How To Improve Your Workplace Efficiency with Asana

Working with many people on a big project can be though. Asana solves this problem for you. The startup founded by Facebook co-founder Dustin Moskovitz and fellow-Facebooker Justin Rosenstein, develops collaborative task and project management software and managed to do what many others have unsuccessfully tried and spent millions of dollars on: They improved the way how people collaborate on projects and work in teams.

Asana Screenshot

Contrary to other big group collaboration tools for enterprises, Asana is free and will stay free of charge. It reduces the amount of work you have to do in order to keep everyone on the same project status. The app makes it extremely easy to add new tasks to a project for example. Everything you have to do is simply typing in the text on a blank canvas and hitting return on your keyboard. After that you get the chance to assign this task to certain people, add notes, set a due date or attach a file. After that you and your assigned co-workers are able to comment on this task. This way you’ll keep updated on the progress of your colleagues without having to bother them by asking about it.

Opposed to many other collaboration tools, Asana is purpose-built for the web and is very well structured so that you’ll still be able to keep up with the developments of the projects if they grow and you have many comments under the various tasks. Your news feed will notify you, when a task you’re involved with is completed, without someone needing to separately remember you by email. Working with Asana will decrease your email usage and save you a lot of time. Besides of that, it is actually quite fun to work with.

You’ll find two videos with a quick tour trough Asana right here:

Intro to Asana
Using Asana for Individual Task Management

Small Mootools Twitter Class

For a current project, we had to implement a custom Twitter widget. After some time searching the web, I found this article on David Walsh’s Blog. Even if its a bit outdated, it did the trick.

Based on the old class, I present the updated and extendend version!

var TwitterWidget = new Class({

	Implements: [Options, Events],

	options: {
		count: 3,
		insertElement: null,
		actionSeparator: '<span class=\"tweet_actions_separator\">.</span>',
		dateFormat: '%e %b'

	initialize: function(username, options) {
		this.username = username;

	getTweets: function() {
		new Request.JSONP({
			url: '',
			data: {
				screen_name: this.username,
				count: this.options.count
			onComplete: function(data) {
				data.each(function(tweet) {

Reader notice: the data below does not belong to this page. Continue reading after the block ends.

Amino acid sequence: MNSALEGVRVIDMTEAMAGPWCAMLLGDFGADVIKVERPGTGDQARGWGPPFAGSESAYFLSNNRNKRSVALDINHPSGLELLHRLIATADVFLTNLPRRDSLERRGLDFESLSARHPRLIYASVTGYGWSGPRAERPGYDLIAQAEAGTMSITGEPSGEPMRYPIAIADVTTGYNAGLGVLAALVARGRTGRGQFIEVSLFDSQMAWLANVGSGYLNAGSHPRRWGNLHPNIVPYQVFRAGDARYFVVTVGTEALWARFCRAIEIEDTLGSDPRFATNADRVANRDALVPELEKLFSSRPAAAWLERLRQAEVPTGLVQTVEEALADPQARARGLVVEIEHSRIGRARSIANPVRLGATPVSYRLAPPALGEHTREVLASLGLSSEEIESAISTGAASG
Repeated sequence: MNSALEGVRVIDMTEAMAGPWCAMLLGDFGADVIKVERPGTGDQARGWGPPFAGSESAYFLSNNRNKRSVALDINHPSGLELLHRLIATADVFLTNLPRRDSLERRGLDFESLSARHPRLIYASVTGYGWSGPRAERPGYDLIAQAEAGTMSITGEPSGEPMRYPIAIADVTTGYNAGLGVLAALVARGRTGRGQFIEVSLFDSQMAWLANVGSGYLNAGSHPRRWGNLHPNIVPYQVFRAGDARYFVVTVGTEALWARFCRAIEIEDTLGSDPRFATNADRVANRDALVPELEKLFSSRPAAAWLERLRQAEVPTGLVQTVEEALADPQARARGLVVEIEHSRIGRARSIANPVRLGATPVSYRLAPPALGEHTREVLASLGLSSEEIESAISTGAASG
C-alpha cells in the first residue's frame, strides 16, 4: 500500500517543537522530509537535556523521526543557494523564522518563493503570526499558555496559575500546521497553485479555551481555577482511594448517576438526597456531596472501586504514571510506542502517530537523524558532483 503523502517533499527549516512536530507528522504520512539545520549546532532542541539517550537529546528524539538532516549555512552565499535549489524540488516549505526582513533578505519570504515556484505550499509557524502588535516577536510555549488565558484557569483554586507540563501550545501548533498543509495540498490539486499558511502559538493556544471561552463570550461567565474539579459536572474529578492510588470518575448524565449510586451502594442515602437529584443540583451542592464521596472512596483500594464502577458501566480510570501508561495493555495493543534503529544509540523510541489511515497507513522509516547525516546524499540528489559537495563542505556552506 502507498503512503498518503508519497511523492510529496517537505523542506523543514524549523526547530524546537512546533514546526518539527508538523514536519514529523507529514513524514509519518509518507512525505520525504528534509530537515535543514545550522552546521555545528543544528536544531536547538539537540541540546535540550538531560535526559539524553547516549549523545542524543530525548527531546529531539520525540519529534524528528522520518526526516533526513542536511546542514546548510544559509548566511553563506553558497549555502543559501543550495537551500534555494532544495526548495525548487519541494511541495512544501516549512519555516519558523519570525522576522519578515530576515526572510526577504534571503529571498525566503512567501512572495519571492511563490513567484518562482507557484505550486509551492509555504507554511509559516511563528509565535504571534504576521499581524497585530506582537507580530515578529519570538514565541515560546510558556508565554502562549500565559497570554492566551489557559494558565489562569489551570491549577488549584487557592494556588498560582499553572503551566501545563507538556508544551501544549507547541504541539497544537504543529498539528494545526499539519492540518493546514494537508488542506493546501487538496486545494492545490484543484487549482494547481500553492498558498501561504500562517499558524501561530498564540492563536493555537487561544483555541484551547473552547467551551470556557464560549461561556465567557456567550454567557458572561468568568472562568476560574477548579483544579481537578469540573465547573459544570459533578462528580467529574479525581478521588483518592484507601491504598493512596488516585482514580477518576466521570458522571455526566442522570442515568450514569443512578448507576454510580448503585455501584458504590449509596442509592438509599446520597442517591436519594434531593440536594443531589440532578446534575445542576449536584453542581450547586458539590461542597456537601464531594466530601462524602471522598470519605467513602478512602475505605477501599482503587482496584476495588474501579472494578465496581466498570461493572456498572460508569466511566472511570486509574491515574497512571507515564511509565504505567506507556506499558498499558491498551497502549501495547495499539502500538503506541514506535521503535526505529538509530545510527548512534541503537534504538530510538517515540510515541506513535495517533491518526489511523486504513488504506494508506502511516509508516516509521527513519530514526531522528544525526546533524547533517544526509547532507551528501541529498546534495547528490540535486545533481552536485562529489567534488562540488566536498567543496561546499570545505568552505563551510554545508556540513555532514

tweet.text = this.linkify(tweet.text);
				}, this);
				this.fireEvent('fetchComplete', [data]);
				this.insertTweets(data, this.options.insertElement);
		return this;

	linkify: function(tweet) {
		//totally stolen from Jeremy Parrish / David Walsh
		return tweet.replace(/(https?:\/\/\S+)/gi,'<a href="$1">$1</a>')
					.replace(/(^|\s)@(\w+)/g,'$1<a href="$2">@$2</a>')
					.replace(/(^|\s)#(\w+)/g,'$1<a href="$2">#$2</a>');

	insertTweets: function(tweets, element) {
		if (element == null) {return;}
		tweets.each(function(tweet) {
			var tweetDate = Date.parse(tweet.created_at)
			var tweetContainer = new Element('div', {
				html: '<span>' + tweet.text + '</span>',
				'class': 'tweet'
			new Element('div', {
				html: '<a href=\"' + this.username + '/status/' + tweet.id_str + '\">' +
					 tweetDate.format(this.options.dateFormat) + '</a>' +
					 this.options.actionSeparator +
					 '<a href=\"' + tweet.id_str + '\">reply</a>' +
					 this.options.actionSeparator +
					 '<a href=\"' + tweet.id_str + '\">retweet</a>' +
					 this.options.actionSeparator +
					 '<a href=\"' + tweet.id_str + '\">favorite</a>',
				'class': 'tweet_actions'
		}, this);



Let’s say you have the following HTML snippet,

<div id="twitter_container">

and you want your recent 5 tweets in this container, then simply use the following code:

var widget = new TwitterWidget('yourveryownusername', {
    insertElement: $('twitter_container'),
    count: 5

But what if you don’t like the date format and want an other separator between reply, retweet and so on? No problem.

var widget = new TwitterWidget('yourveryownusername', {
    insertElement: $('twitter_container'),
    count: 5,
    dateFormat: '%B-%d-%Y',
    actionSeparator: '|'

(for the date format options head over to

That’s it! Simple.
But be aware that you need to add the Request.JSONP and the Date module if you are using Contao. These two things are not included in the Mootools-More pack by default.

On this page, you can see how it could look like on your website.

Have fun, and oh, please let me know if this could come in quite handy on any project you’re working on.